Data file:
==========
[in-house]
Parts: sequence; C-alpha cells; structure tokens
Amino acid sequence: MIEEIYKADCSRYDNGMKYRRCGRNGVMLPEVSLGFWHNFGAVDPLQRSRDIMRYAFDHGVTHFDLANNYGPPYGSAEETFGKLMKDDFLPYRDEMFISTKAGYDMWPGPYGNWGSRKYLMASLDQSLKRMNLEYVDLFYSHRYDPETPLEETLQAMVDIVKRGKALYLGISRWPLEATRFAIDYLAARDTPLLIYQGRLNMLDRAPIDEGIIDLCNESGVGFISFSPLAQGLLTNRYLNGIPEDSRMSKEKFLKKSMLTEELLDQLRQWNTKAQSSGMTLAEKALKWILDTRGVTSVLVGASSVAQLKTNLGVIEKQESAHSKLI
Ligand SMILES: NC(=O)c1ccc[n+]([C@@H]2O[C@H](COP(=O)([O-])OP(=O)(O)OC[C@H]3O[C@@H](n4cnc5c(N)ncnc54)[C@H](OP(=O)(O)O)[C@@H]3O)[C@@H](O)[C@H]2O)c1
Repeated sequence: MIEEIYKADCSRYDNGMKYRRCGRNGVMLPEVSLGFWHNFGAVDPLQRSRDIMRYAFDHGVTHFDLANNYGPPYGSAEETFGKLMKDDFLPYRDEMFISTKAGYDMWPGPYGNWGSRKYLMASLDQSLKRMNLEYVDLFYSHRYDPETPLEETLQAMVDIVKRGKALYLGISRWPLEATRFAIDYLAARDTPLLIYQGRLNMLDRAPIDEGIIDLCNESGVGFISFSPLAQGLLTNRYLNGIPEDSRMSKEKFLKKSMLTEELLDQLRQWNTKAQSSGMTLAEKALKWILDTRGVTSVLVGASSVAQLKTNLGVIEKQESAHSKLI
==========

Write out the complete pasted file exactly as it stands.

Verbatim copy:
[in-house]
Parts: sequence; C-alpha cells; structure tokens
Amino acid sequence: MIEEIYKADCSRYDNGMKYRRCGRNGVMLPEVSLGFWHNFGAVDPLQRSRDIMRYAFDHGVTHFDLANNYGPPYGSAEETFGKLMKDDFLPYRDEMFISTKAGYDMWPGPYGNWGSRKYLMASLDQSLKRMNLEYVDLFYSHRYDPETPLEETLQAMVDIVKRGKALYLGISRWPLEATRFAIDYLAARDTPLLIYQGRLNMLDRAPIDEGIIDLCNESGVGFISFSPLAQGLLTNRYLNGIPEDSRMSKEKFLKKSMLTEELLDQLRQWNTKAQSSGMTLAEKALKWILDTRGVTSVLVGASSVAQLKTNLGVIEKQESAHSKLI
Ligand SMILES: NC(=O)c1ccc[n+]([C@@H]2O[C@H](COP(=O)([O-])OP(=O)(O)OC[C@H]3O[C@@H](n4cnc5c(N)ncnc54)[C@H](OP(=O)(O)O)[C@@H]3O)[C@@H](O)[C@H]2O)c1
Repeated sequence: MIEEIYKADCSRYDNGMKYRRCGRNGVMLPEVSLGFWHNFGAVDPLQRSRDIMRYAFDHGVTHFDLANNYGPPYGSAEETFGKLMKDDFLPYRDEMFISTKAGYDMWPGPYGNWGSRKYLMASLDQSLKRMNLEYVDLFYSHRYDPETPLEETLQAMVDIVKRGKALYLGISRWPLEATRFAIDYLAARDTPLLIYQGRLNMLDRAPIDEGIIDLCNESGVGFISFSPLAQGLLTNRYLNGIPEDSRMSKEKFLKKSMLTEELLDQLRQWNTKAQSSGMTLAEKALKWILDTRGVTSVLVGASSVAQLKTNLGVIEKQESAHSKLI